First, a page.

Illegal filesharing through social networks is a very hot potato for Russian site vKontakte, which has been fielding criticism (and lawsuits) from music rightsholders for some time. Facebook hasn’t really experienced the same problems: its users can’t upload and share music on its service like they can on vKontakte, while the more-private nature of Facebook means sharing links to piracy sites is harder to track for rightsholders. Still, it’s Facebook that has just been awarded a patent for “using social signals to identify unauthorised content on a social networking system”, trying to tap into the social network’s big data to spot infringing content and links as they are shared and discussed by its users. Examples mentioned in the patent include posting book chapters, TV show episodes or links to external piracy sites. “The social networking system may collect social signals about the content such as the diversity of the viewers of the content, the relationship between the viewers and another user or other entity that is featured or tagged in the content, and the relationship between the viewers and the user who posted the content,” claims the patent. “The social signals are then used to calculate a series of aggregated metrics to generate a prediction for whether the content is an unauthorized use of the social networking system.”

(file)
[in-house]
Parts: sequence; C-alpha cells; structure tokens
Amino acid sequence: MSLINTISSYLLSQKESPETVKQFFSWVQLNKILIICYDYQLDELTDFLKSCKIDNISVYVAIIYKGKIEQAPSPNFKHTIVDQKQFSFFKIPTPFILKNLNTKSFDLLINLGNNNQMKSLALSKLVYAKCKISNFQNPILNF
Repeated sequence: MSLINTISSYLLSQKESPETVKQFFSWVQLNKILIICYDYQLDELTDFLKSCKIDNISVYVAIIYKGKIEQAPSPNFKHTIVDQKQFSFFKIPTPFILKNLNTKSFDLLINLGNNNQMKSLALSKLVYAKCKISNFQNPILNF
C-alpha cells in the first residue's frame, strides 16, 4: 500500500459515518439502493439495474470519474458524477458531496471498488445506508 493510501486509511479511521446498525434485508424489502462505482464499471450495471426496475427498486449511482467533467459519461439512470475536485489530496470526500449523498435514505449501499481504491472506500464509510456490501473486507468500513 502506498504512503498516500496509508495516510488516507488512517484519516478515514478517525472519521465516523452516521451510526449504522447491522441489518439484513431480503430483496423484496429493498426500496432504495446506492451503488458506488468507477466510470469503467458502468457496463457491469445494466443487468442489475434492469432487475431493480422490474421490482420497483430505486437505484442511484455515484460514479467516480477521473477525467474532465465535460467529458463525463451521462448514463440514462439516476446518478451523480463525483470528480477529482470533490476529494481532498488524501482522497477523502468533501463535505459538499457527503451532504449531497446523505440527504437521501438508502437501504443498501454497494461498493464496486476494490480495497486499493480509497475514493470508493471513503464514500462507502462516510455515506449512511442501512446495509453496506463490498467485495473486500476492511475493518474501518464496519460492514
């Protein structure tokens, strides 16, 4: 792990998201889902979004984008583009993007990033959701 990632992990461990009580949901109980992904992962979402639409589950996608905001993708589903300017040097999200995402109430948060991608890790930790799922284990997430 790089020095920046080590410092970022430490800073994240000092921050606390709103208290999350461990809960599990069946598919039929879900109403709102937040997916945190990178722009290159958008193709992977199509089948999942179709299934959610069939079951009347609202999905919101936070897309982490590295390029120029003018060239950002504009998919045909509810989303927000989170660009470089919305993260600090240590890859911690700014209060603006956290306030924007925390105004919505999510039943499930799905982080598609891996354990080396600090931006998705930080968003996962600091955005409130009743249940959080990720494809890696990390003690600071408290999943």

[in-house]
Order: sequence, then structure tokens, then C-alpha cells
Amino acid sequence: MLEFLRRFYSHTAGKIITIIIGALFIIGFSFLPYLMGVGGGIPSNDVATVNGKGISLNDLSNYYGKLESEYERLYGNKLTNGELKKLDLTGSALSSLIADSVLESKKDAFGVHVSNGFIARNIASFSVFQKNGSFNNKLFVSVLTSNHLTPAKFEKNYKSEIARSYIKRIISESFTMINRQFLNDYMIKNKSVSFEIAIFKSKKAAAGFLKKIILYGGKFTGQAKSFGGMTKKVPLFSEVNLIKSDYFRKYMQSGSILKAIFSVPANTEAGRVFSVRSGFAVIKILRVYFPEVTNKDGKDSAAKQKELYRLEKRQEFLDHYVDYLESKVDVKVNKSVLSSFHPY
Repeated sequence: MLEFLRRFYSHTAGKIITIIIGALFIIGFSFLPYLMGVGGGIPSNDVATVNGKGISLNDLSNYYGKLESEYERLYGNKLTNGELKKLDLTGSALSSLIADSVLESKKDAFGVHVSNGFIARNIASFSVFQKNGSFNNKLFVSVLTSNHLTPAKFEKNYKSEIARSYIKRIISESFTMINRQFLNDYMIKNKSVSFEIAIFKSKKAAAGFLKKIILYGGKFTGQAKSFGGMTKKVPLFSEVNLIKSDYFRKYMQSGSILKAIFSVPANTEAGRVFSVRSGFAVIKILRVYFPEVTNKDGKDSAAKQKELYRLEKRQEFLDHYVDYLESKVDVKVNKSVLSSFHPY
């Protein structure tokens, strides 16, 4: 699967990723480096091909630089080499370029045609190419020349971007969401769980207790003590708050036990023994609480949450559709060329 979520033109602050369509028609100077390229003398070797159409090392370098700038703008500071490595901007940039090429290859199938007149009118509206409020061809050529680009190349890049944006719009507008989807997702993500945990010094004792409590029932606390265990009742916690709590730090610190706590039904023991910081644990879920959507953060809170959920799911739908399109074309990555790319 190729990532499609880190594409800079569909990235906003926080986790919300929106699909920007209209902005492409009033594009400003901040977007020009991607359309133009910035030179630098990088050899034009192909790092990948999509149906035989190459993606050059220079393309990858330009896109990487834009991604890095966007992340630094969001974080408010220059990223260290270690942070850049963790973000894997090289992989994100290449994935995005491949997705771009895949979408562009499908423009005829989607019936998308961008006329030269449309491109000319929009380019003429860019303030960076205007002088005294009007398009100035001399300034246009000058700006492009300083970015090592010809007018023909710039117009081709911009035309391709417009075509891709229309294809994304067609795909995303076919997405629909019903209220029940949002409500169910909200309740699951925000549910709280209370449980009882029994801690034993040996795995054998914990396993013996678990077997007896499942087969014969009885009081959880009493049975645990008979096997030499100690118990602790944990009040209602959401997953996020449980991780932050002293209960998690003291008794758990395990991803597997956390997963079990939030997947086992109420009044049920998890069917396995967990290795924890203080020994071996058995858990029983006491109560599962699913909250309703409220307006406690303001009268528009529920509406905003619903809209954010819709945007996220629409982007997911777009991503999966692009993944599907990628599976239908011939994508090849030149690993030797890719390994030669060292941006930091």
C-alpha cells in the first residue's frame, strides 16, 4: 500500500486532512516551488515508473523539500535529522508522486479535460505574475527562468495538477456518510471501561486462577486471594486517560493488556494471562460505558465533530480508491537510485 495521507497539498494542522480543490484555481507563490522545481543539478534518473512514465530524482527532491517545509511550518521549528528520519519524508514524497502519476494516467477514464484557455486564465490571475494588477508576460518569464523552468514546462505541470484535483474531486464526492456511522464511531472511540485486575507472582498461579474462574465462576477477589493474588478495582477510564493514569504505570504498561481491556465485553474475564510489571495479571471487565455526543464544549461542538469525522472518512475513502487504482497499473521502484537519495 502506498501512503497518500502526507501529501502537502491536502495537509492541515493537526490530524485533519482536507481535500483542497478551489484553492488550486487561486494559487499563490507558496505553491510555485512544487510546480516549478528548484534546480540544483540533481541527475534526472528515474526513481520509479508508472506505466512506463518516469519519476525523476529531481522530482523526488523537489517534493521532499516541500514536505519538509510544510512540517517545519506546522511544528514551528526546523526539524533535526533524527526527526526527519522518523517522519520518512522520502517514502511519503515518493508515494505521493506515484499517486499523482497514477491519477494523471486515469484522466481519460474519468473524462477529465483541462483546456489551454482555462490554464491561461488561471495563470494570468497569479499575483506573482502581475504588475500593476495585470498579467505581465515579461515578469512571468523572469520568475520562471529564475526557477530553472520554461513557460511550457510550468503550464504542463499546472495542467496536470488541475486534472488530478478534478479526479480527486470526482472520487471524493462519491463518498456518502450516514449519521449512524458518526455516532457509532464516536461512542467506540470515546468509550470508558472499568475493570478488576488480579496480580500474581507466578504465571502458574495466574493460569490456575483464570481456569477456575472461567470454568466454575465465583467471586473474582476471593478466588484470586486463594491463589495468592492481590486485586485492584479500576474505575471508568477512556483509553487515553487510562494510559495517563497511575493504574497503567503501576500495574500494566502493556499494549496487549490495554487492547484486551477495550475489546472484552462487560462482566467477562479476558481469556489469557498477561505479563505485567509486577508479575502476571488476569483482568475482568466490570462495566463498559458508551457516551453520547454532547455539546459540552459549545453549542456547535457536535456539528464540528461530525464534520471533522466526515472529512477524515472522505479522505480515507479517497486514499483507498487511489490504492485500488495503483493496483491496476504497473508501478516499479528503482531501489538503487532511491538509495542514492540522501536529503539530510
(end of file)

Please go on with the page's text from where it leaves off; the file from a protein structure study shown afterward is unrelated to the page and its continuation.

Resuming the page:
EarPods and phone

Tools: platforms to help you reach new audiences

Tools: Kaiber

In the year or so since its launch, AI startup Kaiber has been making waves,…

Read all Tools >>

Leave a comment

Your email address will not be published. Required fields are marked *